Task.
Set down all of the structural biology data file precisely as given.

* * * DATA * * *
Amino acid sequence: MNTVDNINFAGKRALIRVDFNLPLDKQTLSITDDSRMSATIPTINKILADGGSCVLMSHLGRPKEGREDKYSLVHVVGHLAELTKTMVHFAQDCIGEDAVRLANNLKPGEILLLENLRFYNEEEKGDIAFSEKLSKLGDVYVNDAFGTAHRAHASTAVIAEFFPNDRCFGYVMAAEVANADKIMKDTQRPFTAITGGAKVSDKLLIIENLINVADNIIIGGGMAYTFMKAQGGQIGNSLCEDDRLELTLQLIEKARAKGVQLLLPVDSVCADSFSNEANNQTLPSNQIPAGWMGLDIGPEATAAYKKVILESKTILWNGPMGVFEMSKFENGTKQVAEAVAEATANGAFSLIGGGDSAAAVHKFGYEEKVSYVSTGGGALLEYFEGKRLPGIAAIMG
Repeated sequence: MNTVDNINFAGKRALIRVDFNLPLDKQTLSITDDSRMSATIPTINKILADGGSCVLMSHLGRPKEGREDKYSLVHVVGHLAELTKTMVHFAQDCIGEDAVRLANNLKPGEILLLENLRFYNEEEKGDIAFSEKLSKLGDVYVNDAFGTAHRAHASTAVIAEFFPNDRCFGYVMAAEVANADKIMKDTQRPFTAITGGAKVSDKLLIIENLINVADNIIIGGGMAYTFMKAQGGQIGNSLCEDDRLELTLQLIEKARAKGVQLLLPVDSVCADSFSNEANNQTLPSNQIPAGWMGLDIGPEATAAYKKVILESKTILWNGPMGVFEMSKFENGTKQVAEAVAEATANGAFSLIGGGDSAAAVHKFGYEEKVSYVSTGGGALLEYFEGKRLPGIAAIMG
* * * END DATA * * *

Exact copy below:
Amino acid sequence: MNTVDNINFAGKRALIRVDFNLPLDKQTLSITDDSRMSATIPTINKILADGGSCVLMSHLGRPKEGREDKYSLVHVVGHLAELTKTMVHFAQDCIGEDAVRLANNLKPGEILLLENLRFYNEEEKGDIAFSEKLSKLGDVYVNDAFGTAHRAHASTAVIAEFFPNDRCFGYVMAAEVANADKIMKDTQRPFTAITGGAKVSDKLLIIENLINVADNIIIGGGMAYTFMKAQGGQIGNSLCEDDRLELTLQLIEKARAKGVQLLLPVDSVCADSFSNEANNQTLPSNQIPAGWMGLDIGPEATAAYKKVILESKTILWNGPMGVFEMSKFENGTKQVAEAVAEATANGAFSLIGGGDSAAAVHKFGYEEKVSYVSTGGGALLEYFEGKRLPGIAAIMG
Repeated sequence: MNTVDNINFAGKRALIRVDFNLPLDKQTLSITDDSRMSATIPTINKILADGGSCVLMSHLGRPKEGREDKYSLVHVVGHLAELTKTMVHFAQDCIGEDAVRLANNLKPGEILLLENLRFYNEEEKGDIAFSEKLSKLGDVYVNDAFGTAHRAHASTAVIAEFFPNDRCFGYVMAAEVANADKIMKDTQRPFTAITGGAKVSDKLLIIENLINVADNIIIGGGMAYTFMKAQGGQIGNSLCEDDRLELTLQLIEKARAKGVQLLLPVDSVCADSFSNEANNQTLPSNQIPAGWMGLDIGPEATAAYKKVILESKTILWNGPMGVFEMSKFENGTKQVAEAVAEATANGAFSLIGGGDSAAAVHKFGYEEKVSYVSTGGGALLEYFEGKRLPGIAAIMG